Decorated British soldier who fought with the Prince in Afghanistan is found dead after complaining
Warrant Officer Nathan Hunt, 39, from Lincoln was found dead last week
He had served in Afghanistan in a British Army desert reconnaissance unit
WO Hunt told a friend in the Royal Engineers he was struggling to cope
His role was to identify roadside bombs as they crossed Helmand Province
He also described the care provided to him by the Army as ‘useless’.
A decorated British soldier who fought alongside Prince Harry in Afghanistan is believed to have killed himself after complaining to colleagues about the treatment he was receiving for Post-Traumatic Stress Disorder.
Married Warrant Officer Nathan Hunt, 39, was found dead last week after confiding to Royal Engineers colleagues that he was struggling to cope with the effects of battlefield trauma. He also described the care provided to him by the Army as ‘useless’.
The father-of-one protected Prince Harry when they belonged to a British Army desert reconnaissance unit. Warrant Officer Hunt’s highly dangerous role was to identify roadside bombs encountered by the elite force as they crossed Helmand Province on secret missions to ambush the Taliban.
Prince Harry served alongside Warrant Officer Nathan Hunt, 39 in 2008 while on a tour of duty in Afghanistan. Prince Harry spent two-and-a-half months in the deadly Helmand Province
After the nerve-racking tour in 2008, WO Hunt was awarded a Mention in Dispatches for his courage and professionalism. But the role also took its toll on WO Hunt, who was diagnosed with a combat stress condition caused by his frontline experiences.
Last night, Buckingham Palace confirmed that Prince Harry had written a private letter of condolence to WO Hunt’s family.
The Prince is committed to improving standards of mental healthcare for troops and last year launched a new £2 million project to help traumatised veterans.
But last night WO Hunt’s former colleagues accused the Ministry of Defence of letting him down. One said: ‘Nathan was a cracking bloke who saved a lot of lives in Afghanistan. He fought the demons in his head for years but it seems they won in the end. He said recently at a get-together for veterans that the care he was receiving for his condition was useless and he was thinking of getting out of the Army.
‘How many troops are going to die back in UK from the mental scars of fighting in Afghanistan and Iraq before the MoD takes this problem seriously?’
When asked whether WO Hunt –whose most recent Army role was as an instructor – had lodged an official complaint about his treatment, the MoD said it did not comment on individual cases. An Army spokesman added: ‘Our thoughts are with his family at this difficult time. The circumstances of his death are currently being investigated and it would be inappropriate to comment further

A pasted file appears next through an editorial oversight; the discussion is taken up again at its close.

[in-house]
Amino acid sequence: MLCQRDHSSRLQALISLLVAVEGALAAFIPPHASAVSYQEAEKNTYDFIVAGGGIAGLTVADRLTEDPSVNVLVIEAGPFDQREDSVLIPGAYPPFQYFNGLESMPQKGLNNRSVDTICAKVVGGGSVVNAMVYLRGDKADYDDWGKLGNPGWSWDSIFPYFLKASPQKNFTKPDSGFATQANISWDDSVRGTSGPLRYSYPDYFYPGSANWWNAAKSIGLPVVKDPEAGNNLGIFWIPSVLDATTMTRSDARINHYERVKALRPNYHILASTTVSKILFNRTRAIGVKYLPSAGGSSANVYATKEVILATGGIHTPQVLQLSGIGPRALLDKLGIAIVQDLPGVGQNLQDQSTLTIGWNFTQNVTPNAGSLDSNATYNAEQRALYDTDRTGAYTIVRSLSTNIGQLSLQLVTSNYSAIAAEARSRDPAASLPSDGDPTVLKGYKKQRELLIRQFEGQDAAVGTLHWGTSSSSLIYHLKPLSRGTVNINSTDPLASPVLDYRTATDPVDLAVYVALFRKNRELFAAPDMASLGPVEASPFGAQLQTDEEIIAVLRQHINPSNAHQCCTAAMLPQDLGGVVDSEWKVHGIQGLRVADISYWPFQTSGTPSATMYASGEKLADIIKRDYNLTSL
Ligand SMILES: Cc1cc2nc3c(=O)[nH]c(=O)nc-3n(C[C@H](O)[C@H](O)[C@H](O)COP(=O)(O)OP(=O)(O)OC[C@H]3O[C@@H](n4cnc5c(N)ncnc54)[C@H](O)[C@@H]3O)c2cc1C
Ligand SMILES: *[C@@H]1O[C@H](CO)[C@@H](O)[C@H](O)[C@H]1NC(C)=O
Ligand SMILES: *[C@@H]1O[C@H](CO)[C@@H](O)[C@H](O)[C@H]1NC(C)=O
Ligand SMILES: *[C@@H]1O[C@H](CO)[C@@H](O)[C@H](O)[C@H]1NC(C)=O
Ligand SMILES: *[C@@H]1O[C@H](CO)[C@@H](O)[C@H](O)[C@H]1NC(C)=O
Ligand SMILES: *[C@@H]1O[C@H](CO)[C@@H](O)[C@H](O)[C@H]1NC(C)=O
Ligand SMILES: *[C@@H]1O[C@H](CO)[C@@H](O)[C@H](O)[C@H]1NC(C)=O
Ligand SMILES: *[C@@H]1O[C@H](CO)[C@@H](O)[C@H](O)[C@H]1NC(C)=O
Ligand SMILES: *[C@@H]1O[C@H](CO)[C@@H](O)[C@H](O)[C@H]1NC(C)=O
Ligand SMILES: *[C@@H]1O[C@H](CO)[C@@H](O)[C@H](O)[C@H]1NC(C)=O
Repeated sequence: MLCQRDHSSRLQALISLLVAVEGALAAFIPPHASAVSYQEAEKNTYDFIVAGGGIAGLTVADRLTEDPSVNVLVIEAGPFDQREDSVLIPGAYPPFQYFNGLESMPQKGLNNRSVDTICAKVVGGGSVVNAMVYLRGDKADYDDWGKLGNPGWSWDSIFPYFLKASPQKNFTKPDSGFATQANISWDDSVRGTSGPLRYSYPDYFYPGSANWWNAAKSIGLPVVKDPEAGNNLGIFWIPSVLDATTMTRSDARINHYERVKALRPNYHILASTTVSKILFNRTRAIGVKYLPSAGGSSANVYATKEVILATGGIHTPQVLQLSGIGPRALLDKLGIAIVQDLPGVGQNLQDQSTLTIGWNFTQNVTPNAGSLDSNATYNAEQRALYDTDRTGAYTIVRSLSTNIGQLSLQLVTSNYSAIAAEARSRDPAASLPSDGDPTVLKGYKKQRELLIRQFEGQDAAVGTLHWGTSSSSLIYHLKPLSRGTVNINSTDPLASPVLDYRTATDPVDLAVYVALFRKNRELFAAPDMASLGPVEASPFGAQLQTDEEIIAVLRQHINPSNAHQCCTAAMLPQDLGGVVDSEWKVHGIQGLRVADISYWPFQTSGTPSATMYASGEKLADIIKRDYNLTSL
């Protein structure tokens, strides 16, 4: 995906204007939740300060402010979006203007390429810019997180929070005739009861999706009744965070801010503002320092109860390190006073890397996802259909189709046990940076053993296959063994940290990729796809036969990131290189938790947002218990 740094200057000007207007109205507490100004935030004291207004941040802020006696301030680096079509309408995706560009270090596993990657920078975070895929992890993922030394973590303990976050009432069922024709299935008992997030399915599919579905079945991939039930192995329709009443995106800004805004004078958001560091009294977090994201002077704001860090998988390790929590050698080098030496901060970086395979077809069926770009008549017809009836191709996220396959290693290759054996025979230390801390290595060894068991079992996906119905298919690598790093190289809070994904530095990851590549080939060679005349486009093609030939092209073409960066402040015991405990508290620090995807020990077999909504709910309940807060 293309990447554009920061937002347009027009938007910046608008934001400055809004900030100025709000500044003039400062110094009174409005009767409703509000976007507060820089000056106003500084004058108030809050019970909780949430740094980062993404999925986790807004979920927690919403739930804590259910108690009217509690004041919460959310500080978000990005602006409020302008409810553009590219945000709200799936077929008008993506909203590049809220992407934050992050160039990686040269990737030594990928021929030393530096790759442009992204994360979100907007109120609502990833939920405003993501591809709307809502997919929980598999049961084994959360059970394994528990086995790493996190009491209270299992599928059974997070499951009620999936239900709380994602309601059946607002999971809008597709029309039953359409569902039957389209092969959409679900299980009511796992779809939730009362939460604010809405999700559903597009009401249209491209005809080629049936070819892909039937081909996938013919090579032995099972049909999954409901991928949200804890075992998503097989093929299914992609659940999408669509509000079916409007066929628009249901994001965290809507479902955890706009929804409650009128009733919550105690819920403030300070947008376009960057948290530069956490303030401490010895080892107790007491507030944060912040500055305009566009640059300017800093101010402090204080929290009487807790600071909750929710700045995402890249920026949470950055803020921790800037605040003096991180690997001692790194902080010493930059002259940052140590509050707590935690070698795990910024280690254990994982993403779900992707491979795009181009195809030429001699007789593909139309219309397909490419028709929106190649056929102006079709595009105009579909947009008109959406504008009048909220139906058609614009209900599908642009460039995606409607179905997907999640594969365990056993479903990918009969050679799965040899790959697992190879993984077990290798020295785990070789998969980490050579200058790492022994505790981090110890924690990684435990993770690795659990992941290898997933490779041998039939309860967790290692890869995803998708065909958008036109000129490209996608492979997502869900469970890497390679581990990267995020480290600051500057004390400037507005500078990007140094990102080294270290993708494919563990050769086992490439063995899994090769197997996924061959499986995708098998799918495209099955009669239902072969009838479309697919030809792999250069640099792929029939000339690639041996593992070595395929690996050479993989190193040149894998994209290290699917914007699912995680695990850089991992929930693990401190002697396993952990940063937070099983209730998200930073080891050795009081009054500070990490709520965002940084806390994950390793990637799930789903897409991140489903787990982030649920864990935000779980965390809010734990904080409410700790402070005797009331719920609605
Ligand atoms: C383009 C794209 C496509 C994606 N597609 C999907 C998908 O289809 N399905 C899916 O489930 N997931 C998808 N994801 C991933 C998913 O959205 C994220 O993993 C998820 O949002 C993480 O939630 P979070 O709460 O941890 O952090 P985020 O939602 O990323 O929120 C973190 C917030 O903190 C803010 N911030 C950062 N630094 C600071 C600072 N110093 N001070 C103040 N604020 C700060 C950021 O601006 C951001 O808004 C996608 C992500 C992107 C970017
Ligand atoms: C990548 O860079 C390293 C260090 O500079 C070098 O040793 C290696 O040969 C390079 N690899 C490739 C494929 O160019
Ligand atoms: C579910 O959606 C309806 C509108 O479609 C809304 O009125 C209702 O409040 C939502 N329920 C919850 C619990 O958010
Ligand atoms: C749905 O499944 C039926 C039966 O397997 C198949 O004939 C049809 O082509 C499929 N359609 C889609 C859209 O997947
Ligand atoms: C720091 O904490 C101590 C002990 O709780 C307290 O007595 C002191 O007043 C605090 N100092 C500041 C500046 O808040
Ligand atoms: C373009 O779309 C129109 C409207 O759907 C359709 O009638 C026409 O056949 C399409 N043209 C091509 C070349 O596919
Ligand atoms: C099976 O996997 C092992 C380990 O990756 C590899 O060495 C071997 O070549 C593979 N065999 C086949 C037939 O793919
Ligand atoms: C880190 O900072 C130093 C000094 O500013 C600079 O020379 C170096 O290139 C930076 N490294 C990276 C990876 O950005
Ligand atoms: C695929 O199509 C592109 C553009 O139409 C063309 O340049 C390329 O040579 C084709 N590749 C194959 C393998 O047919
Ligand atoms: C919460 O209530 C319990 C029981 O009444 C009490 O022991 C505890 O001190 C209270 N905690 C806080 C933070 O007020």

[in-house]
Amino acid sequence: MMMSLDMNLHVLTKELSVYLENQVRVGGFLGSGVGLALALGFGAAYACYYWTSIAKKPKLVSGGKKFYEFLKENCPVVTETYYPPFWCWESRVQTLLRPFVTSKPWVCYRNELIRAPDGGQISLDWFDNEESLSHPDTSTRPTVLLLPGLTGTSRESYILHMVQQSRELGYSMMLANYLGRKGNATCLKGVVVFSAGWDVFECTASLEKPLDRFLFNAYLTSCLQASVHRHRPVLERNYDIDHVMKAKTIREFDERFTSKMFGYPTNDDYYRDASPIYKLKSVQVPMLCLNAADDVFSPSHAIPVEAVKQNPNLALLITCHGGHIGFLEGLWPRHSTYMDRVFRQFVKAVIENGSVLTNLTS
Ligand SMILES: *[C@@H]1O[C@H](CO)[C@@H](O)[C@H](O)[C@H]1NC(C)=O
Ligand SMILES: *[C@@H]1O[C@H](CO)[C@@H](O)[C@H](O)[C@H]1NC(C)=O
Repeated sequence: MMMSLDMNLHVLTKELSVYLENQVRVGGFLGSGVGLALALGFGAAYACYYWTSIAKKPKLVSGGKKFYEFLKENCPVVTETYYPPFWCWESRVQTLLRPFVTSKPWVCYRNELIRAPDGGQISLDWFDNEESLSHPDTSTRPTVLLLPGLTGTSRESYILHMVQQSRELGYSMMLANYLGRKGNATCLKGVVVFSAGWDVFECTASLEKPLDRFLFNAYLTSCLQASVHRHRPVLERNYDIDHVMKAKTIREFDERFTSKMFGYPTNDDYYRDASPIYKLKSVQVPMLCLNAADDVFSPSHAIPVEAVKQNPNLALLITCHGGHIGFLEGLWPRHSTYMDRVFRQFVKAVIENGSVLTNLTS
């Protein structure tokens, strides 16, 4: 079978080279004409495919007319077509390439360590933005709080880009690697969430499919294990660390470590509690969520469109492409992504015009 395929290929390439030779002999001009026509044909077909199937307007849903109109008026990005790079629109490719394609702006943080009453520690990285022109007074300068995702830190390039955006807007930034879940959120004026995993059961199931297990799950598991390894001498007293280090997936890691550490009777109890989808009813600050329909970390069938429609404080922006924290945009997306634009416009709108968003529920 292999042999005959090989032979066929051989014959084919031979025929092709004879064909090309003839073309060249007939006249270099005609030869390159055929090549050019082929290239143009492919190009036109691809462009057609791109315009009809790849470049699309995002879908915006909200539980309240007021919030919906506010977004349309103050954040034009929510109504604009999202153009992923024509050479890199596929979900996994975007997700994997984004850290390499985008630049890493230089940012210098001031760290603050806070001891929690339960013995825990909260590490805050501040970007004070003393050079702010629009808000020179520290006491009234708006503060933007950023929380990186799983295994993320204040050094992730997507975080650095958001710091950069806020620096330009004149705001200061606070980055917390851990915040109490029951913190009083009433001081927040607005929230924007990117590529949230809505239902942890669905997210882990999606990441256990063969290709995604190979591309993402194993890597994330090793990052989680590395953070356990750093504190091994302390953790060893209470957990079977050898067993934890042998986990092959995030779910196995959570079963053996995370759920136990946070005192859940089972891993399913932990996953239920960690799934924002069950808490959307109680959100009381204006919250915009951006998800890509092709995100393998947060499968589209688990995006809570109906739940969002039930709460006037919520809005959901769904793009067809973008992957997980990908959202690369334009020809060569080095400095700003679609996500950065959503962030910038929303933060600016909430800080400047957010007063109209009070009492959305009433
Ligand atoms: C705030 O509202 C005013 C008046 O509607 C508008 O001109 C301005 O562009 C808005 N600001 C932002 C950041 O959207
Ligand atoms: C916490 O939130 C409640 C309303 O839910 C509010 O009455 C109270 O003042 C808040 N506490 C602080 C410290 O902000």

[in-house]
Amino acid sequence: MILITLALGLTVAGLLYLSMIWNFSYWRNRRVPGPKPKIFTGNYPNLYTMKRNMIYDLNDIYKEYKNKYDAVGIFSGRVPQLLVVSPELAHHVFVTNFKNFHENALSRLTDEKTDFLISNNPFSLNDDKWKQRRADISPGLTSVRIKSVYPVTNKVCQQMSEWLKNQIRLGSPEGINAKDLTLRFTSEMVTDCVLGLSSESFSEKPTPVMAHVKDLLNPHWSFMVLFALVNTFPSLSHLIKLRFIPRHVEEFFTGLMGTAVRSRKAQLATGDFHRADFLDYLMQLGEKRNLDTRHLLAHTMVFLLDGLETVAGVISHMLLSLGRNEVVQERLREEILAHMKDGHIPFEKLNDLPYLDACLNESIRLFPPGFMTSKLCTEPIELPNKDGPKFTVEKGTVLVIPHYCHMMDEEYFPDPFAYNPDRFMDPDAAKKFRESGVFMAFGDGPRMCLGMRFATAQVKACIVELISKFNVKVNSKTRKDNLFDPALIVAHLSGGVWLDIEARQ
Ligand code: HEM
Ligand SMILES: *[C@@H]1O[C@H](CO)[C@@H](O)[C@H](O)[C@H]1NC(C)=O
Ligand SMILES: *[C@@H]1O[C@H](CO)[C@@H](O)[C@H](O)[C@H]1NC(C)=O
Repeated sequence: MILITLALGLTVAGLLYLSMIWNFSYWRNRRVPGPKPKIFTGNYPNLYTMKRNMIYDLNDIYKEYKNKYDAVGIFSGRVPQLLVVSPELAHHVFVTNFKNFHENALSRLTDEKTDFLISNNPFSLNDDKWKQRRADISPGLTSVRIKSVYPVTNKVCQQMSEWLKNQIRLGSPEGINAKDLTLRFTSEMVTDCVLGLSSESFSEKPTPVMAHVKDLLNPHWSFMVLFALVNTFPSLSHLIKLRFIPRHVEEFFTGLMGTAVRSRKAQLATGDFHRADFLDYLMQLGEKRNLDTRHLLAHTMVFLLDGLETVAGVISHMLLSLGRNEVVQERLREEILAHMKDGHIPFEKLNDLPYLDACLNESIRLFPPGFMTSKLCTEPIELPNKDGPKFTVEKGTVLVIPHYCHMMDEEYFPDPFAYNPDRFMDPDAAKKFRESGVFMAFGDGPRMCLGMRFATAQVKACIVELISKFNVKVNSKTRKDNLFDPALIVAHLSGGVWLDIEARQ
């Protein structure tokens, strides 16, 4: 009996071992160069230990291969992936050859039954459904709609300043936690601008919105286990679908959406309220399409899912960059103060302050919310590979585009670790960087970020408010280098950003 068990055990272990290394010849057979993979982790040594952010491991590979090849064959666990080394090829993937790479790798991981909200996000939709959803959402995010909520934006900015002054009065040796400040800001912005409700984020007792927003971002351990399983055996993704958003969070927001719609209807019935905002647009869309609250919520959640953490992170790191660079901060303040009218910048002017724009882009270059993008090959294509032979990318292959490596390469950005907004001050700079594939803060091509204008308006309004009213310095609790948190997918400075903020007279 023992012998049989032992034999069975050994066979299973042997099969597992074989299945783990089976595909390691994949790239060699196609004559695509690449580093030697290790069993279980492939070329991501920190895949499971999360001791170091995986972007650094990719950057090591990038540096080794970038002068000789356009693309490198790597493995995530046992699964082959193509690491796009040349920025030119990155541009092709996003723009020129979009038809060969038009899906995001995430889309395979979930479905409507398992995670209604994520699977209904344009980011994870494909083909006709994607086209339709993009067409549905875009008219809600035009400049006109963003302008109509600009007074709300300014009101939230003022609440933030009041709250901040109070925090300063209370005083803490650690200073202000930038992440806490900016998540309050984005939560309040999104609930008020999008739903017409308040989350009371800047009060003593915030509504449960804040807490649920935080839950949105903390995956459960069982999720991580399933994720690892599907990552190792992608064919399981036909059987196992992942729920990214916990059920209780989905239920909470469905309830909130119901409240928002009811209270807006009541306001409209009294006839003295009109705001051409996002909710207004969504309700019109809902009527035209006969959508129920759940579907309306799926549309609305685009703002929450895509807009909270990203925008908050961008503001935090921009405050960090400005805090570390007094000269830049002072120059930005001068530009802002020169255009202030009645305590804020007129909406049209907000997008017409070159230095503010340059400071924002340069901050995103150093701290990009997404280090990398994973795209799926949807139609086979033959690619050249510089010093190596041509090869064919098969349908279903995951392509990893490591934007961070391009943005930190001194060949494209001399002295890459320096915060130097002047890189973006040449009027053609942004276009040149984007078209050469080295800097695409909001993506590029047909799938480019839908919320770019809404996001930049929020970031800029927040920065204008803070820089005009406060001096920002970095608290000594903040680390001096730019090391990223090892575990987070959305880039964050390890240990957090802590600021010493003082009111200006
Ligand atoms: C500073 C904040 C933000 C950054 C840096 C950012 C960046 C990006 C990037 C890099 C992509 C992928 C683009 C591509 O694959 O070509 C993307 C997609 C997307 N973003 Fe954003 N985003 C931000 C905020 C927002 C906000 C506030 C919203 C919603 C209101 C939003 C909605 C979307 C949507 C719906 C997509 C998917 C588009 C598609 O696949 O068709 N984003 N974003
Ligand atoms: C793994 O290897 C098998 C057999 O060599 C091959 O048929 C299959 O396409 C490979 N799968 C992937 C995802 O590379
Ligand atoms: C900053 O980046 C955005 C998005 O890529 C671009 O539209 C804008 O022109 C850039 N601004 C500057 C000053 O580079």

‘We take the mental health of the Armed Forces community extremely seriously and work tirelessly to ensure troops and veterans receive the care they deserve.’
WO Hunt’s family declined to comment last night.
Disturbingly, the number of troops suffering from conditions such as PTSD has nearly doubled in the past ten years. In 2007, just 1.8 per cent of regular soldiers were diagnosed with mental health conditions triggered by battlefield experiences. Last year, the figure had jumped to 3.2 per cent – around 2,500 troops – yet defence officials have refused to acknowledge the problem is getting worse.
Instead, the MoD attributes the rise to ‘the successful effect of campaigns to reduce stigma, resulting in an increase in mental health awareness’. Soldiers diagnosed with mental illnesses are offered psychiatric treatment, drugs and, for the most serious cases, residential care. Since 1995, more than 400 serving personnel are believed to have committed suicide.
The Mail on Sunday understands that WO Hunt’s condition had been a significant factor in his separation last year from his wife Elaine, 41, from Barnard Castle, County Durham. His former colleagues have pledged to raise funds to support the couple’s young daughter. The exact circumstances of WO Hunt’s death remained unclear last night but his body was discovered at an address in his home city of Lincoln on January 2. An inquest is expected to open later this month.
WO Hunt’s death is the second tragedy to hit Prince Harry’s desert squad. Corporal James Dunsby, 31, belonged to the same unit. He died after collapsing during a Special Air Service selection march in the Brecon Beacons in 2013.
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